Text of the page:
1) Neither Shaq nor Kobe was completely flawless during their "feud" when they were teammates but Shaq has consistently been the one who has publicly spoken out. What is the worst thing that Kobe has said about Shaq publicly? He said--after Shaq delayed his toe surgery and came back out of shape during a time when Kobe was stringing together 40 point games--that if Shaq wants to get the ball in the post then he needs to get in shape and run down court because Kobe was not going to slow down to wait for him; Shaq famously responded by saying that if the big dog is not "fed" (the ball) then he won't "guard the house" (play defense in the paint). Note the contrast: Kobe is frustrated at Shaq's lack of conditioning and wants him to--literally--get his butt in gear, while Shaq answers by threatening to not play hard if he does not get his way. Wonder if that sounds vaguely familiar to any Miami Heat fans?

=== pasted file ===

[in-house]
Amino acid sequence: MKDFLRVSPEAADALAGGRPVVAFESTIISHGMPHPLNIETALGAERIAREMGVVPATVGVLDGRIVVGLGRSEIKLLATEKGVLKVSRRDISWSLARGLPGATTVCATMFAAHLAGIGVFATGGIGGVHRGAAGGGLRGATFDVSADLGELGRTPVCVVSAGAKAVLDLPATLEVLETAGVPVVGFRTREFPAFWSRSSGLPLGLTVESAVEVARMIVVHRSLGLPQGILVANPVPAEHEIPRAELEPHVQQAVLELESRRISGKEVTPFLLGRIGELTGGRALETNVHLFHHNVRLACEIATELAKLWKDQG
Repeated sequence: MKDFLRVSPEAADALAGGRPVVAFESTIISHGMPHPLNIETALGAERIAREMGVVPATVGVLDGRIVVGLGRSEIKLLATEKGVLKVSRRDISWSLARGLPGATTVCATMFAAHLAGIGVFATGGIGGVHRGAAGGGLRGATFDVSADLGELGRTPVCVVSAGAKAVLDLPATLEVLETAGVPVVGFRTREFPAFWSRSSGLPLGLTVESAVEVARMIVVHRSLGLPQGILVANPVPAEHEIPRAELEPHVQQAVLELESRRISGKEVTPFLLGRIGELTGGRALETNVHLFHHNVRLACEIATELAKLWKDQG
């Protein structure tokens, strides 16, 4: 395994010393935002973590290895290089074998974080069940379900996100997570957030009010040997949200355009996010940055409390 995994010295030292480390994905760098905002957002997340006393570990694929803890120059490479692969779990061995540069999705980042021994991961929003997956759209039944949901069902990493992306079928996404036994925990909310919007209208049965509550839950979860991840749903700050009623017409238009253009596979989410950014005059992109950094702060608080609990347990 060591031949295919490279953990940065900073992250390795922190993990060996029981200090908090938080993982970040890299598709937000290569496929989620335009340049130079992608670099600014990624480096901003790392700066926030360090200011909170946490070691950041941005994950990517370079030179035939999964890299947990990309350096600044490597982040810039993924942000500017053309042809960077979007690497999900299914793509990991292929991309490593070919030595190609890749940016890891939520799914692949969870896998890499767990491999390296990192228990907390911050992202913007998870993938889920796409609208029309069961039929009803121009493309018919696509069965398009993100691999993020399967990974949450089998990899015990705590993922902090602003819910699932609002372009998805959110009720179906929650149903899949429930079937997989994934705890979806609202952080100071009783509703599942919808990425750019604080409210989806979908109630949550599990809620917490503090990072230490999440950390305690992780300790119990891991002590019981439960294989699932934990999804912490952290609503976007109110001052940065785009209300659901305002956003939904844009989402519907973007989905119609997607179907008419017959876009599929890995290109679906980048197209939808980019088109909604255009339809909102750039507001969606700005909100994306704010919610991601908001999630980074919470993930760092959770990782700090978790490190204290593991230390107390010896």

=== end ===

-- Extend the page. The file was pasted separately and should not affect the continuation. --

2) Unless you were there or are really, really confident in taking certain Colorado law enforcement officials at their word, you have no idea what Kobe did or did not say about Shaq five years ago. However, in his "rap" Shaq basically brags about having extramarital affairs while saying that Kobe's alleged comments caused Shaq's divorce, which is an odd charge considering the time lag between the two events. Frankly, neither Shaq nor Kobe look like candidates for husband of the year but at least Kobe publicly apologized for his conduct and is not bragging about it.
3) Consider how many people Shaq has befriended to their faces only to later publicly ridicule: Penny Hardaway, Phil Jackson, Pat Riley and, of course, Kobe Bryant.